Adam Bienkov | Thursday 14 November, 2013 17:29
Five cyclists have died in London in the past nine days. This is tragic and shows there is still a lot to be done to make our streets safe.
But does it mean that cycling in the capital is becoming more dangerous overall? Let’s look at the facts.
The number of cycling fatalities in London remains relatively low. There were 16 deaths in 2011, 14 deaths last year and there have been 13 so far this year.
The longer term trend is harder to read with between eight and 21 deaths of cyclists every year since 2000.
But deaths are probably not the best indicators of safety. The vast majority of collisions do not result in fatalities, so let’s look at those figures instead.
Well in 2002 there were 414 cyclists either killed or seriously injured in the capital. Ten years later that number rose to 671.
That’s a big rise. But does this mean that cycling has got much more dangerous in London? Well yes and no.
Because over those ten years the number of cycle trips has also risen. So while in 2002 there were just 109.5 million cycle trips a year in London, by 2009 that had risen to 171.5.
Therefore the rate of cycle casualties actually fell significantly between 2002 and 2009 from 0.36 casualties per 100,000 cycle trips in 2002 to just 0.24 casualties per 100,000 cycle trips in 2009.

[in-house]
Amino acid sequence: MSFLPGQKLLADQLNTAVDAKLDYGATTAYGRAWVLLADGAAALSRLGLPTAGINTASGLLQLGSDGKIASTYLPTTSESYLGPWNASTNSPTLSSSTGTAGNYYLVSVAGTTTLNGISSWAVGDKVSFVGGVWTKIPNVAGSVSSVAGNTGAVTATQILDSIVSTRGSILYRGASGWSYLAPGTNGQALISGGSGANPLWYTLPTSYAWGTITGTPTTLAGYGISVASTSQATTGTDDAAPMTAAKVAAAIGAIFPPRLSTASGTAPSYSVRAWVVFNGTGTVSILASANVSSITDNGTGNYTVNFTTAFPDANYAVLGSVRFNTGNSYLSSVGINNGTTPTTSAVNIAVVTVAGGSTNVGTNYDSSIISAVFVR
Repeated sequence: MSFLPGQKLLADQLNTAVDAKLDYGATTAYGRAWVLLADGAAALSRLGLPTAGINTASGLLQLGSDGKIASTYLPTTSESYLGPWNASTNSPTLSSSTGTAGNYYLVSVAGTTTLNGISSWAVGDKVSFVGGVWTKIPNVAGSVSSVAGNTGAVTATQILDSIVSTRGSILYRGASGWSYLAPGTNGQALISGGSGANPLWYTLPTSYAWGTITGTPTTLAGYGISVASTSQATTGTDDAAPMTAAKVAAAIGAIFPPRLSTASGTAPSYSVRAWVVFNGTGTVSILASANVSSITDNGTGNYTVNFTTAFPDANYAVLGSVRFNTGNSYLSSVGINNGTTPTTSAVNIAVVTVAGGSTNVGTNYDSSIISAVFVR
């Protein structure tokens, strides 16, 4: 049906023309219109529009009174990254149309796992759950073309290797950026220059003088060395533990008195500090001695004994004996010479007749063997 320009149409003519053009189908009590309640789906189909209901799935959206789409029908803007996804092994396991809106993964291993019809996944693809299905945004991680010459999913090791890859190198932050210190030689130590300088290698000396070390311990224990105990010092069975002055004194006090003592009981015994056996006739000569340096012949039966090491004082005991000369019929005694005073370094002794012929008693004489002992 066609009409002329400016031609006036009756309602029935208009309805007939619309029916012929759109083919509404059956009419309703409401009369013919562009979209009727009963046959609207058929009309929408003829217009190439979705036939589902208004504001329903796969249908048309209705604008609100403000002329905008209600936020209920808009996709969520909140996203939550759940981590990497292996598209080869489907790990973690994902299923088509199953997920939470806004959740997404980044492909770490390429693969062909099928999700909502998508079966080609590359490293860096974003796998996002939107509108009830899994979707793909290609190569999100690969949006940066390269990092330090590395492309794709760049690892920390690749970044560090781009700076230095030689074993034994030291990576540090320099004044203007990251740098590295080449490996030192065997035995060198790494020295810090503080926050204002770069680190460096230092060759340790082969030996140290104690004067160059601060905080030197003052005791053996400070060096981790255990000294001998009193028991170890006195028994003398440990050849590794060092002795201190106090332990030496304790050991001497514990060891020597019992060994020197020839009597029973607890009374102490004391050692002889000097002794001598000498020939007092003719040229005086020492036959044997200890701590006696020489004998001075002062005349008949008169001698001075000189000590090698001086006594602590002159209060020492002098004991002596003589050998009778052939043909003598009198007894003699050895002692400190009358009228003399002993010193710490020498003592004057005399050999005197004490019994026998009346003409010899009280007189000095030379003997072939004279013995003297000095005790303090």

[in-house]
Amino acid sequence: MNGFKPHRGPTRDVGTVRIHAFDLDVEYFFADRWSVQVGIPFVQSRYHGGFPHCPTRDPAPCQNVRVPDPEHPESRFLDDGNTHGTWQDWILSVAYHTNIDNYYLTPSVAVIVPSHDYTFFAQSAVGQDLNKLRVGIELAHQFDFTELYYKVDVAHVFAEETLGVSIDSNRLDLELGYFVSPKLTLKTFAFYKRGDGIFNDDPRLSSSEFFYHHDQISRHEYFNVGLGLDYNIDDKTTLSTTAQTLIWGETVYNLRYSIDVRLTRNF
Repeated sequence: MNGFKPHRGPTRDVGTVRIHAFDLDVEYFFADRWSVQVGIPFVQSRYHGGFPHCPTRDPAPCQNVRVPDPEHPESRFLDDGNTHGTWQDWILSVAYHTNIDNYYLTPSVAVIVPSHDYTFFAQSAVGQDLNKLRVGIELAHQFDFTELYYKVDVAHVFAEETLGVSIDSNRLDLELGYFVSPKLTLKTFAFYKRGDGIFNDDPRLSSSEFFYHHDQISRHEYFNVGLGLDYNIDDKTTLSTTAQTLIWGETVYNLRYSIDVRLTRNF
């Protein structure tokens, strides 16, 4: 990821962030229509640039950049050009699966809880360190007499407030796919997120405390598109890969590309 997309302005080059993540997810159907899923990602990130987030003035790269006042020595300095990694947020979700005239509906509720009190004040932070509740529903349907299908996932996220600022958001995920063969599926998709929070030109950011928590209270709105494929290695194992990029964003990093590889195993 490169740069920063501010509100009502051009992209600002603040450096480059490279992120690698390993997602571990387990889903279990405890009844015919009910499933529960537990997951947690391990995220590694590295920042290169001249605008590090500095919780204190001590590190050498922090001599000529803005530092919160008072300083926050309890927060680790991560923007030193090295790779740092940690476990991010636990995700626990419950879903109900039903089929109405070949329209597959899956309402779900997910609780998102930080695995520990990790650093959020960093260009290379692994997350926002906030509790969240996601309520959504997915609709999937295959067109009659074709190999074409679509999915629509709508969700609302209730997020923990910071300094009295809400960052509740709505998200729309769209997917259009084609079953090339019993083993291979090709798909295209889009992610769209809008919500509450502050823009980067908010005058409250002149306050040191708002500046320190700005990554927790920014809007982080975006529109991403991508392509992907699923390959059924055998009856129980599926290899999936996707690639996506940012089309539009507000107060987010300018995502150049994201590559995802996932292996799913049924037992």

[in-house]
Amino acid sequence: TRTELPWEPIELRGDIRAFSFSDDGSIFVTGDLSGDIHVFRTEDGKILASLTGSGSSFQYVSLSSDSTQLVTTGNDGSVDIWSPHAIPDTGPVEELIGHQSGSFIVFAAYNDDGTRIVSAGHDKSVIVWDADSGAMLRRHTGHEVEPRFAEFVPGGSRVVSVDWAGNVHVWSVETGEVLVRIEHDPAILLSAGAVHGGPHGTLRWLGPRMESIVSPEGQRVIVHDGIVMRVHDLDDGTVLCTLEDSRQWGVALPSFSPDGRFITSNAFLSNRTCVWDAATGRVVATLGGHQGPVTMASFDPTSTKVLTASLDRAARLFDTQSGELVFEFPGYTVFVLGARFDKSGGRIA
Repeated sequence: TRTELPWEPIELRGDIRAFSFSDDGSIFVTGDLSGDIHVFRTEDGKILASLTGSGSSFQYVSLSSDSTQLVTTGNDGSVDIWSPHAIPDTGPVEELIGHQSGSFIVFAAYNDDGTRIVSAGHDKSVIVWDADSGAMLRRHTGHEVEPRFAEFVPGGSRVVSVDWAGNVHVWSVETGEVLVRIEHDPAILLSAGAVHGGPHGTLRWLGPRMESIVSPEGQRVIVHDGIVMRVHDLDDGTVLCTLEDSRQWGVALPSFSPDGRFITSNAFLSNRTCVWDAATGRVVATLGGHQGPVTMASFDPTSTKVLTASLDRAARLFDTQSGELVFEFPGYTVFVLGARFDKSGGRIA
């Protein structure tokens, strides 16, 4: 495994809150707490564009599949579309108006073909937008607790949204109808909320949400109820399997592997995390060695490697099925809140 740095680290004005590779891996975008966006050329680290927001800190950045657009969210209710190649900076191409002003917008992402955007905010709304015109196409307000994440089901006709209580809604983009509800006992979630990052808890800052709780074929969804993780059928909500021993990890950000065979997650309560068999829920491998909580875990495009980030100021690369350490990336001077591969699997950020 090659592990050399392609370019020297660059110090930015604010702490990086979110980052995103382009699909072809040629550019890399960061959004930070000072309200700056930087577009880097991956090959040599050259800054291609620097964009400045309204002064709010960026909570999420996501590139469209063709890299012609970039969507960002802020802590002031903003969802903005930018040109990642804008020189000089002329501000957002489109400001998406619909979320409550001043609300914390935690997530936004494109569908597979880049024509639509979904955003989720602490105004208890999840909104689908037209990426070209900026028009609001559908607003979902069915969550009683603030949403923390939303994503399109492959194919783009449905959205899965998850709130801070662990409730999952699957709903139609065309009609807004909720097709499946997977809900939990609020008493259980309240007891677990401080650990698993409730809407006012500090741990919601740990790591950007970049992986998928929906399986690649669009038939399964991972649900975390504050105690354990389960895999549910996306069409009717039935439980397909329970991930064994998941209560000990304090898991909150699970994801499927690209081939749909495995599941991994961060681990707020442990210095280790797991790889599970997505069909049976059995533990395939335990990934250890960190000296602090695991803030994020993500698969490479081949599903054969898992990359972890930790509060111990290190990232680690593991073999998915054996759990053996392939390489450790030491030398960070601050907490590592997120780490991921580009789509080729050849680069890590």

But the story doesn’t end there, because for some reason, the number of serious and fatal casualties has gone up again in the past couple of years.
And while the official figures for 2012 have not been published, City Hall sources tell me that cycle trips have also stayed basically the same as they were in 2011.
Taken together, this means that the rate of deaths and serious injuries has risen again in London to the same level it was way back in 2002.
Here’s all the figures from TfL so you can see what I mean.
So why the big rise in accidents in the past few years? Is it a spike, or is it because things like the cycle superhighways and bike hire scheme have encouraged a lot more inexperienced riders on to the road?
Either way, it is politically a very dangerous situation for TfL and the Mayor.
Boris Johnson promised to make the “cycling revolution” the big cause of his mayoralty and this has emboldened a new generation of campaigners to hold him to his word.
Boris’s repeated response has been to claim that cycling in London is getting much safer overall. As the above figures show this is not quite true. But ultimately this is not really about statistics.
As Ken Livingstone found with the spate of stabbings in the run up to the 2008 elections, statistics mean very little when people are dying on the streets.
Cycle safety has become a big political issue and will get much bigger after the tragic events of the past two weeks.
The hundreds of people turning up for candlelight vigils every time another cyclist is killed will continue to grow, as will their call for something to be done.
That something will take time, but telling cyclists to just be a bit more careful just isn’t going to cut it.
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